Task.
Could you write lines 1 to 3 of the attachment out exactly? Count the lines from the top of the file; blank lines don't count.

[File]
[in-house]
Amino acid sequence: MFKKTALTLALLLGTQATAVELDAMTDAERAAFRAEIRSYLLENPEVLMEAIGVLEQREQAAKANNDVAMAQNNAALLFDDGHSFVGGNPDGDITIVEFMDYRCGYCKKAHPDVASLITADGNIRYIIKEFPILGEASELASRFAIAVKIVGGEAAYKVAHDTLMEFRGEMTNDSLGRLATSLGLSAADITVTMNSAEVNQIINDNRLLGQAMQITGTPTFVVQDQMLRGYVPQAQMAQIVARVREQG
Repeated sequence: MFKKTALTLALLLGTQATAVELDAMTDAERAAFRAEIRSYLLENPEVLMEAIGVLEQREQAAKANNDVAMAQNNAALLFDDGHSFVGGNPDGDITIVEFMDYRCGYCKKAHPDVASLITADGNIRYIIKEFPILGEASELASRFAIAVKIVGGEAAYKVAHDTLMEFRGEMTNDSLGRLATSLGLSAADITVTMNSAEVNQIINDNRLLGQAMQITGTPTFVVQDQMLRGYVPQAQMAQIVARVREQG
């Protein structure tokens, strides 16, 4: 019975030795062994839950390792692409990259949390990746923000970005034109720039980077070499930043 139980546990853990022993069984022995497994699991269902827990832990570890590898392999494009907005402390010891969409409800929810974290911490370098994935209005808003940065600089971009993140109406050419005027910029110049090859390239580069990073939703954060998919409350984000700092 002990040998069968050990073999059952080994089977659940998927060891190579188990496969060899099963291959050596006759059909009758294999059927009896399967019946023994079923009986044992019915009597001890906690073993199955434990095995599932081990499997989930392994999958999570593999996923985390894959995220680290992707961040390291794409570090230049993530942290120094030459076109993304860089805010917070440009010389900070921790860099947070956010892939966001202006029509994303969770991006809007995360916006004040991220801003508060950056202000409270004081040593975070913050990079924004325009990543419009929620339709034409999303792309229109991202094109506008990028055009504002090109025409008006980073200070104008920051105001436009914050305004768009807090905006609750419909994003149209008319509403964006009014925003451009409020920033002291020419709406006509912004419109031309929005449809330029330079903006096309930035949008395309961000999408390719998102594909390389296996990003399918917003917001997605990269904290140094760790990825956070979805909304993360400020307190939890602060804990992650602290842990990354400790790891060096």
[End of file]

[in-house]
Amino acid sequence: MFKKTALTLALLLGTQATAVELDAMTDAERAAFRAEIRSYLLENPEVLMEAIGVLEQREQAAKANNDVAMAQNNAALLFDDGHSFVGGNPDGDITIVEFMDYRCGYCKKAHPDVASLITADGNIRYIIKEFPILGEASELASRFAIAVKIVGGEAAYKVAHDTLMEFRGEMTNDSLGRLATSLGLSAADITVTMNSAEVNQIINDNRLLGQAMQITGTPTFVVQDQMLRGYVPQAQMAQIVARVREQG
Repeated sequence: MFKKTALTLALLLGTQATAVELDAMTDAERAAFRAEIRSYLLENPEVLMEAIGVLEQREQAAKANNDVAMAQNNAALLFDDGHSFVGGNPDGDITIVEFMDYRCGYCKKAHPDVASLITADGNIRYIIKEFPILGEASELASRFAIAVKIVGGEAAYKVAHDTLMEFRGEMTNDSLGRLATSLGLSAADITVTMNSAEVNQIINDNRLLGQAMQITGTPTFVVQDQMLRGYVPQAQMAQIVARVREQG